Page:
A heron casts a lovely reflection while standing in the shallows of the Pitt River around sunrise.
1/640sec, f5.6, ISO400

Killdeer

I found this Killdeer wile out for a walk on Sunday morning.  I was actually walking rather slowly while trying to take a shot of a heron, and noticed this little guy hopping around on the ground after the heron flew off.  I am a bit surprised how close I was able to get to him (or her). 1/1000sec, f5.6 ISO1400
I found this Killdeer while out for a walk on Sunday morning. I was actually walking rather slowly while trying to take a shot of a heron, and noticed this little guy hopping around on the ground after the heron flew off. I am a bit surprised how close I was able to get to him (or her).
1/1000sec, f5.6 ISO1400
I am glad that I saw the Killdeer on the ground rather than flying, as it was easy to see (and capture) all the beautiful markings.  And it made it quite easy to identify in my bird book.
I am glad that I saw the Killdeer on the ground rather than flying, as it was easy to see (and capture) all the beautiful markings. And it made it quite easy to identify in my bird book.
While I snapped photos, the Killdeer hoped around and kept extending its neck up and down, reminding me of the movements that a pigeon makes.
While I snapped photos, the Killdeer hopped around and kept extending its neck up and down, reminding me of the movements that a pigeon makes.

Bald Eagles versus an Osprey

I was out for my usual Saturday morning walk, when I heard a great amount of commotion out on the water, and I knew even before I looked that the cry was of an eagle.  The bald eagle had raided the nest of an osprey and stole one of the chicks, and the mother osprey was out for blood.

The bald eagle pauses on one of the eroding pylons in the Pitt River, with the osprey chick still clutched in her talons.
The bald eagle pauses on one of the eroding pylons in the Pitt River, with the osprey chick still clutched in her talons.
Calling out to her partner, the lifeless legs of the chick dangling in the air.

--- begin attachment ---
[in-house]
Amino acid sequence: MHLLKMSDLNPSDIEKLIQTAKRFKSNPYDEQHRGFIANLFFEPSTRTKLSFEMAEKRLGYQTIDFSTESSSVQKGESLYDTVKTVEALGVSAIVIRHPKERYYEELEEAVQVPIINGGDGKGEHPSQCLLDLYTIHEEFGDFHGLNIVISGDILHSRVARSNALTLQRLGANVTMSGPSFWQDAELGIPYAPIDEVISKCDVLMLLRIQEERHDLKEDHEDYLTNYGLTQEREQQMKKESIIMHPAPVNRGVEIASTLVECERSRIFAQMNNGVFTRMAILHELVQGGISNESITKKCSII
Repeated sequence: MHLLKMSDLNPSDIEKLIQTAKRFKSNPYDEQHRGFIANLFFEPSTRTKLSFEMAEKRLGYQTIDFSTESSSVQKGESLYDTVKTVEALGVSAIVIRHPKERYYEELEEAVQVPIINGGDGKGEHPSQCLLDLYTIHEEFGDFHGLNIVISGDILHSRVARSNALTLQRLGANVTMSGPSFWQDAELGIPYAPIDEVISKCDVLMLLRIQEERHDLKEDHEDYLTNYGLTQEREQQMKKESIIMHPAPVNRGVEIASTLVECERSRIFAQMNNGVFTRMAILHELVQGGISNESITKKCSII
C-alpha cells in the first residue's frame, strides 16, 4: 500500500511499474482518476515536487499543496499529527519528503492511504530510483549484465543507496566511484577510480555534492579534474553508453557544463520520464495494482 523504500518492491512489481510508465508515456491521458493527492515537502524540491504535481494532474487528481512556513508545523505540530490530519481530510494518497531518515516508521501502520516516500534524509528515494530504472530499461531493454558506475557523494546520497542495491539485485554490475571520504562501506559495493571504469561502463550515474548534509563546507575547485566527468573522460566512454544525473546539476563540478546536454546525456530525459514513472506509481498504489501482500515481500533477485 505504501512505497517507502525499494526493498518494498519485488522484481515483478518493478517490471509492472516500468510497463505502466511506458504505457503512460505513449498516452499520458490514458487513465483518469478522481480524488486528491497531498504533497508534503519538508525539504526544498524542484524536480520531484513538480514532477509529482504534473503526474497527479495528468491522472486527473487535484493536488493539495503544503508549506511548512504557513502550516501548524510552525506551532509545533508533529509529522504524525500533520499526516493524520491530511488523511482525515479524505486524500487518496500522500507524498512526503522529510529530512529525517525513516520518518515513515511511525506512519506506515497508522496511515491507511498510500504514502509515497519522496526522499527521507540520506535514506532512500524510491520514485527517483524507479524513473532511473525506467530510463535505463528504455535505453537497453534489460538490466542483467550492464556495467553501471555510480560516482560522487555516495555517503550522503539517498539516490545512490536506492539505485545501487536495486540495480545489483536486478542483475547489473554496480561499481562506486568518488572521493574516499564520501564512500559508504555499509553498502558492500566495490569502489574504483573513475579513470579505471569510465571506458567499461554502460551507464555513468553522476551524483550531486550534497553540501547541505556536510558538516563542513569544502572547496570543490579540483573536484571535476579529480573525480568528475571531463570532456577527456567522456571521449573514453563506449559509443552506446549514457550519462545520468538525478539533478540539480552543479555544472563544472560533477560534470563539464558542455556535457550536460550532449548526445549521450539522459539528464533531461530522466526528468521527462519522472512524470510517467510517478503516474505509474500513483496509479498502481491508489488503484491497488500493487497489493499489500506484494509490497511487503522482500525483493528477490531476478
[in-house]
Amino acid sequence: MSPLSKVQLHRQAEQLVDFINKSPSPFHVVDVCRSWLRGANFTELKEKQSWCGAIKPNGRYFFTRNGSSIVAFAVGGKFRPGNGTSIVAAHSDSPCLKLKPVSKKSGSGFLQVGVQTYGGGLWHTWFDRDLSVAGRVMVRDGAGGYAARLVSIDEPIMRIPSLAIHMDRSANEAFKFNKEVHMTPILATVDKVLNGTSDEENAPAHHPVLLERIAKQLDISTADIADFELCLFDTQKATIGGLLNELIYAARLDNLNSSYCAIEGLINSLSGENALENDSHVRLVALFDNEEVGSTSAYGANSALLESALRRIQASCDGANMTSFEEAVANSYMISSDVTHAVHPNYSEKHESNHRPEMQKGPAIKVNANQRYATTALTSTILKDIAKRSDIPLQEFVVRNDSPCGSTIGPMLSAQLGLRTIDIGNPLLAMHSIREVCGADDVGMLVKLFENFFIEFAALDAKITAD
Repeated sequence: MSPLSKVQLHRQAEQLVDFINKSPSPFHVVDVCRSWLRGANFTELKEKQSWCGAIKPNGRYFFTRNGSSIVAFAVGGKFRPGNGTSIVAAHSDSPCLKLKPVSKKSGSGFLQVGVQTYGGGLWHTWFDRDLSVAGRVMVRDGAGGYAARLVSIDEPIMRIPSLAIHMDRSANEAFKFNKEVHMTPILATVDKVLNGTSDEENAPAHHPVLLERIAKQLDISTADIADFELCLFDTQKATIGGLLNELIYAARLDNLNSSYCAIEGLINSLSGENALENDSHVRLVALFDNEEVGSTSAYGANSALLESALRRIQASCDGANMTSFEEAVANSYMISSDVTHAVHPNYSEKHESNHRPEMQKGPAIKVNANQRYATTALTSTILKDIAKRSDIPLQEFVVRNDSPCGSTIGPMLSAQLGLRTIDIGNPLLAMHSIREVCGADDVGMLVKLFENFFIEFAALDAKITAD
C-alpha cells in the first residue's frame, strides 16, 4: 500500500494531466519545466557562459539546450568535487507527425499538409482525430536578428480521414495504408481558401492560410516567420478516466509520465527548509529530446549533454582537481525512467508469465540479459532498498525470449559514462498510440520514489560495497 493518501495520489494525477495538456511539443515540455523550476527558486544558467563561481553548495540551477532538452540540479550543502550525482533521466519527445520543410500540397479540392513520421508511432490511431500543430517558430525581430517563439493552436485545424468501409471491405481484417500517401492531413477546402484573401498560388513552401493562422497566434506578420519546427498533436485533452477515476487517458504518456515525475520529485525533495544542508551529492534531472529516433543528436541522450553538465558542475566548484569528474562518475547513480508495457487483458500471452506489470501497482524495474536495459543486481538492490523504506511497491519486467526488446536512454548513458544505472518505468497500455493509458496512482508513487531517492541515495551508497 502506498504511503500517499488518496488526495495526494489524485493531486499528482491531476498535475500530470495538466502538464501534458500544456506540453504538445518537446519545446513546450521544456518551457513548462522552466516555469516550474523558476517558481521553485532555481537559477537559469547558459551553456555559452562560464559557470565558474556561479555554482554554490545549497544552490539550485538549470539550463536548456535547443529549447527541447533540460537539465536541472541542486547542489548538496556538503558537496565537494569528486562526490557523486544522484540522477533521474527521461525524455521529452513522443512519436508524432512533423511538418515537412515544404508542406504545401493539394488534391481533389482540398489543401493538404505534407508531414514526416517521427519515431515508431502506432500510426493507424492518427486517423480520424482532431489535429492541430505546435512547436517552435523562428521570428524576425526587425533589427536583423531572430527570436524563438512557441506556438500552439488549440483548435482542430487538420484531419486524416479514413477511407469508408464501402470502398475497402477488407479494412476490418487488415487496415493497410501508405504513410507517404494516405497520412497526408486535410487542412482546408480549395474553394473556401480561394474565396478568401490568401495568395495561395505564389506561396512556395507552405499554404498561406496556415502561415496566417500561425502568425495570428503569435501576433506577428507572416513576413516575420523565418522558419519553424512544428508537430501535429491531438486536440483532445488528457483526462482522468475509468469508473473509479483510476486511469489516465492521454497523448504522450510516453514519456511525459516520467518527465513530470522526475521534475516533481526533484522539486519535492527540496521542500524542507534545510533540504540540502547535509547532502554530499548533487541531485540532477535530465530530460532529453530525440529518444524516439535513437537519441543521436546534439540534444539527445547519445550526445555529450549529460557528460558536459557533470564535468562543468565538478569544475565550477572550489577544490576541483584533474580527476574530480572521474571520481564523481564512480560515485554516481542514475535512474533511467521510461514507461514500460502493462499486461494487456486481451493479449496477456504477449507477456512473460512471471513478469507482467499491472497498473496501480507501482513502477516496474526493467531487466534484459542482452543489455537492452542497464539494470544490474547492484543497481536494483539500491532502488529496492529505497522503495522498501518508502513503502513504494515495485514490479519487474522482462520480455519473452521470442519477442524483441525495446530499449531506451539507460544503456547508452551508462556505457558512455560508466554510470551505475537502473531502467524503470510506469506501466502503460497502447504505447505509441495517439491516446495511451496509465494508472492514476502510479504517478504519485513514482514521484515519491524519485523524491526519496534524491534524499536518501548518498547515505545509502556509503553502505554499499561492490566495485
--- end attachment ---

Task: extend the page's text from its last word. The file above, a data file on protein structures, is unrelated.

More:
Calling out to her partner, the lifeless legs of the chick dangling in the air.
The chick is dropped into the river, as the eagle begins her defence against the mother osprey.
The chick is dropped into the river, as the eagle begins her defence against the mother osprey.
Even though nothing can be done to save the chick, the osprey mother is relentless in her attacks of the eagle.
Even though nothing can be done to save the chick, the osprey mother is relentless in her attacks of the eagle.
The battle continues.
The battle continues.
The osprey circles back again to try for another attack.
The osprey circles back again to try for another attack.

Bald Eagle vs Osprey-7 Bald Eagle vs Osprey-8

The dramas unfolding in nature are better than any soap opera!
The dramas unfolding in nature are better than any soap opera!
The eagle's partner flies in to provide reinforcement.
The eagle’s partner flies in to provide reinforcement.
The nest robber still defends her position as her partner comes in to land.
The nest robber still defends her position as her partner comes in to land.
The landing is aborted and the battle continues in the air.
The landing is aborted and the battle continues in the air.

As the drama continued in the air, Spencer was getting restless and it was time to carry on with our walk.

Bald Eagle – Straight Ahead!

Even though it is a holiday and I didn’t need to get up at the crack of dawn to head to work, I did anyways, so I could head out for an early morning walk with Spencer and hopefully catch a few nice photos of the sunrise or the herons (which I did!).  I’d already snapped over 130 photos on our hour walk, so I decided to put my camera away.  I’ve beaten myself up before about putting my camera away before getting to the car, and hopefully today will have driven that point through my thick skull!